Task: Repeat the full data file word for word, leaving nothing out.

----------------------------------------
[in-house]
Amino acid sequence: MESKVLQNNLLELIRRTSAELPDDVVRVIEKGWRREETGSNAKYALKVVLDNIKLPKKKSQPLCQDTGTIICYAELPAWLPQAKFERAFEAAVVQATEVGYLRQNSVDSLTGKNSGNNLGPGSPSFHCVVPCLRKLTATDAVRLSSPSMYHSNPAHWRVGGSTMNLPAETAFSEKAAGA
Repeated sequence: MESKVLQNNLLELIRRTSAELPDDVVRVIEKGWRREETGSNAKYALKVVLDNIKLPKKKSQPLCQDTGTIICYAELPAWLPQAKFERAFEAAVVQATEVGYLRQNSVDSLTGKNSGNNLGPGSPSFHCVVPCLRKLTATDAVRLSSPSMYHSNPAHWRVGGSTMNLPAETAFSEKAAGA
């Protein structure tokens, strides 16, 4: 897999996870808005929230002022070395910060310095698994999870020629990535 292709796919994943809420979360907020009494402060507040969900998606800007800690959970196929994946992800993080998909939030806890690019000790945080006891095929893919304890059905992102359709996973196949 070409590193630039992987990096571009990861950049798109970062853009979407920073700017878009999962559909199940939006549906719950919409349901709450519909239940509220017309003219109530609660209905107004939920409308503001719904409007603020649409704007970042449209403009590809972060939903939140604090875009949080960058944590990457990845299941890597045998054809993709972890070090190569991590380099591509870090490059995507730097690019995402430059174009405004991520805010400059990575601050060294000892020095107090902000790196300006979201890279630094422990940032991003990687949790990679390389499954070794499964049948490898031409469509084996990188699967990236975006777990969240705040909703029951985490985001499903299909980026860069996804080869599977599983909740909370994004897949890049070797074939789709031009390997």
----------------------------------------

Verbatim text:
[in-house]
Amino acid sequence: MESKVLQNNLLELIRRTSAELPDDVVRVIEKGWRREETGSNAKYALKVVLDNIKLPKKKSQPLCQDTGTIICYAELPAWLPQAKFERAFEAAVVQATEVGYLRQNSVDSLTGKNSGNNLGPGSPSFHCVVPCLRKLTATDAVRLSSPSMYHSNPAHWRVGGSTMNLPAETAFSEKAAGA
Repeated sequence: MESKVLQNNLLELIRRTSAELPDDVVRVIEKGWRREETGSNAKYALKVVLDNIKLPKKKSQPLCQDTGTIICYAELPAWLPQAKFERAFEAAVVQATEVGYLRQNSVDSLTGKNSGNNLGPGSPSFHCVVPCLRKLTATDAVRLSSPSMYHSNPAHWRVGGSTMNLPAETAFSEKAAGA
């Protein structure tokens, strides 16, 4: 897999996870808005929230002022070395910060310095698994999870020629990535 292709796919994943809420979360907020009494402060507040969900998606800007800690959970196929994946992800993080998909939030806890690019000790945080006891095929893919304890059905992102359709996973196949 070409590193630039992987990096571009990861950049798109970062853009979407920073700017878009999962559909199940939006549906719950919409349901709450519909239940509220017309003219109530609660209905107004939920409308503001719904409007603020649409704007970042449209403009590809972060939903939140604090875009949080960058944590990457990845299941890597045998054809993709972890070090190569991590380099591509870090490059995507730097690019995402430059174009405004991520805010400059990575601050060294000892020095107090902000790196300006979201890279630094422990940032991003990687949790990679390389499954070794499964049948490898031409469509084996990188699967990236975006777990969240705040909703029951985490985001499903299909980026860069996804080869599977599983909740909370994004897949890049070797074939789709031009390997």